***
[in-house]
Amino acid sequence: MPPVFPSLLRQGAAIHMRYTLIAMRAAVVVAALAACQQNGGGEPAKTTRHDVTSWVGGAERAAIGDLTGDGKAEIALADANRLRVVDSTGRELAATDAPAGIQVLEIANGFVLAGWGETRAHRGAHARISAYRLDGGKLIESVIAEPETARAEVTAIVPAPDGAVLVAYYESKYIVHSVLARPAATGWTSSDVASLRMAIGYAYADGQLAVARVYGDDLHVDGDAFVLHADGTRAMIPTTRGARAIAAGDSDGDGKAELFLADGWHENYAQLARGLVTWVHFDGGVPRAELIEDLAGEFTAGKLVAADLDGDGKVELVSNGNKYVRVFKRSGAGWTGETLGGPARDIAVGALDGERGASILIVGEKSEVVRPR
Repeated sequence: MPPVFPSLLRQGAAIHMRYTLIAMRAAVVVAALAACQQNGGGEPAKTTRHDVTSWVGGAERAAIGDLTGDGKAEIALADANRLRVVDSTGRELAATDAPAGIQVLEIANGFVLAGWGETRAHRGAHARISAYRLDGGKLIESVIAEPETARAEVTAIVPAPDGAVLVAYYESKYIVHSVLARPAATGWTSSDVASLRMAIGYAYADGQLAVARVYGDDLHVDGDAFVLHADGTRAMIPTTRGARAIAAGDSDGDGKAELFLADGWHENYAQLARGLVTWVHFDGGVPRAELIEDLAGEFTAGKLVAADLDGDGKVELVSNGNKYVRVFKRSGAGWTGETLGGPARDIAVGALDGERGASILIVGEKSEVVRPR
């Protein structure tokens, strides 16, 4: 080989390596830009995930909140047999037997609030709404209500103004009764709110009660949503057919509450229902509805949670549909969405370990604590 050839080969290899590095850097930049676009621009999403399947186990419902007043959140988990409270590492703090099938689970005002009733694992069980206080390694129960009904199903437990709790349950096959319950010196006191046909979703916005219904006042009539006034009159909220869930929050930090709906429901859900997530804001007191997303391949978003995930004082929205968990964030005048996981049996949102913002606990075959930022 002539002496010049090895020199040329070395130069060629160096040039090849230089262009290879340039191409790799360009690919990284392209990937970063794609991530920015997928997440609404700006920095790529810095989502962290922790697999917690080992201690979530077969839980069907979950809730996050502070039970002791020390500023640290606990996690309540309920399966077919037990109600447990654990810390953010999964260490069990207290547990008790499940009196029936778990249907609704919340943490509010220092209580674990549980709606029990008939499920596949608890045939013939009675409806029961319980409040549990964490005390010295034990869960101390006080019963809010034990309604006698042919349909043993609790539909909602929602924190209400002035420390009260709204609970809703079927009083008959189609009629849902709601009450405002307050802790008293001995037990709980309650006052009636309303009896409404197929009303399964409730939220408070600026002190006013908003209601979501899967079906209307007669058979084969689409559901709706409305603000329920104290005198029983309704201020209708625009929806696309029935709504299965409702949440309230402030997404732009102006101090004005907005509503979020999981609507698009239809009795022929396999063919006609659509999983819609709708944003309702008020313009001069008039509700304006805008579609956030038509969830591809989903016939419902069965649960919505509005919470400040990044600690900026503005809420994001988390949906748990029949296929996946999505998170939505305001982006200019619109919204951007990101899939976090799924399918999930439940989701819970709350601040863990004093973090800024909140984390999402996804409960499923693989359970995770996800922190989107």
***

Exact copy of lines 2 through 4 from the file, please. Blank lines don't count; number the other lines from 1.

Amino acid sequence: MPPVFPSLLRQGAAIHMRYTLIAMRAAVVVAALAACQQNGGGEPAKTTRHDVTSWVGGAERAAIGDLTGDGKAEIALADANRLRVVDSTGRELAATDAPAGIQVLEIANGFVLAGWGETRAHRGAHARISAYRLDGGKLIESVIAEPETARAEVTAIVPAPDGAVLVAYYESKYIVHSVLARPAATGWTSSDVASLRMAIGYAYADGQLAVARVYGDDLHVDGDAFVLHADGTRAMIPTTRGARAIAAGDSDGDGKAELFLADGWHENYAQLARGLVTWVHFDGGVPRAELIEDLAGEFTAGKLVAADLDGDGKVELVSNGNKYVRVFKRSGAGWTGETLGGPARDIAVGALDGERGASILIVGEKSEVVRPR
Repeated sequence: MPPVFPSLLRQGAAIHMRYTLIAMRAAVVVAALAACQQNGGGEPAKTTRHDVTSWVGGAERAAIGDLTGDGKAEIALADANRLRVVDSTGRELAATDAPAGIQVLEIANGFVLAGWGETRAHRGAHARISAYRLDGGKLIESVIAEPETARAEVTAIVPAPDGAVLVAYYESKYIVHSVLARPAATGWTSSDVASLRMAIGYAYADGQLAVARVYGDDLHVDGDAFVLHADGTRAMIPTTRGARAIAAGDSDGDGKAELFLADGWHENYAQLARGLVTWVHFDGGVPRAELIEDLAGEFTAGKLVAADLDGDGKVELVSNGNKYVRVFKRSGAGWTGETLGGPARDIAVGALDGERGASILIVGEKSEVVRPR
């Protein structure tokens, strides 16, 4: 080989390596830009995930909140047999037997609030709404209500103004009764709110009660949503057919509450229902509805949670549909969405370990604590 050839080969290899590095850097930049676009621009999403399947186990419902007043959140988990409270590492703090099938689970005002009733694992069980206080390694129960009904199903437990709790349950096959319950010196006191046909979703916005219904006042009539006034009159909220869930929050930090709906429901859900997530804001007191997303391949978003995930004082929205968990964030005048996981049996949102913002606990075959930022 002539002496010049090895020199040329070395130069060629160096040039090849230089262009290879340039191409790799360009690919990284392209990937970063794609991530920015997928997440609404700006920095790529810095989502962290922790697999917690080992201690979530077969839980069907979950809730996050502070039970002791020390500023640290606990996690309540309920399966077919037990109600447990654990810390953010999964260490069990207290547990008790499940009196029936778990249907609704919340943490509010220092209580674990549980709606029990008939499920596949608890045939013939009675409806029961319980409040549990964490005390010295034990869960101390006080019963809010034990309604006698042919349909043993609790539909909602929602924190209400002035420390009260709204609970809703079927009083008959189609009629849902709601009450405002307050802790008293001995037990709980309650006052009636309303009896409404197929009303399964409730939220408070600026002190006013908003209601979501899967079906209307007669058979084969689409559901709706409305603000329920104290005198029983309704201020209708625009929806696309029935709504299965409702949440309230402030997404732009102006101090004005907005509503979020999981609507698009239809009795022929396999063919006609659509999983819609709708944003309702008020313009001069008039509700304006805008579609956030038509969830591809989903016939419902069965649960919505509005919470400040990044600690900026503005809420994001988390949906748990029949296929996946999505998170939505305001982006200019619109919204951007990101899939976090799924399918999930439940989701819970709350601040863990004093973090800024909140984390999402996804409960499923693989359970995770996800922190989107």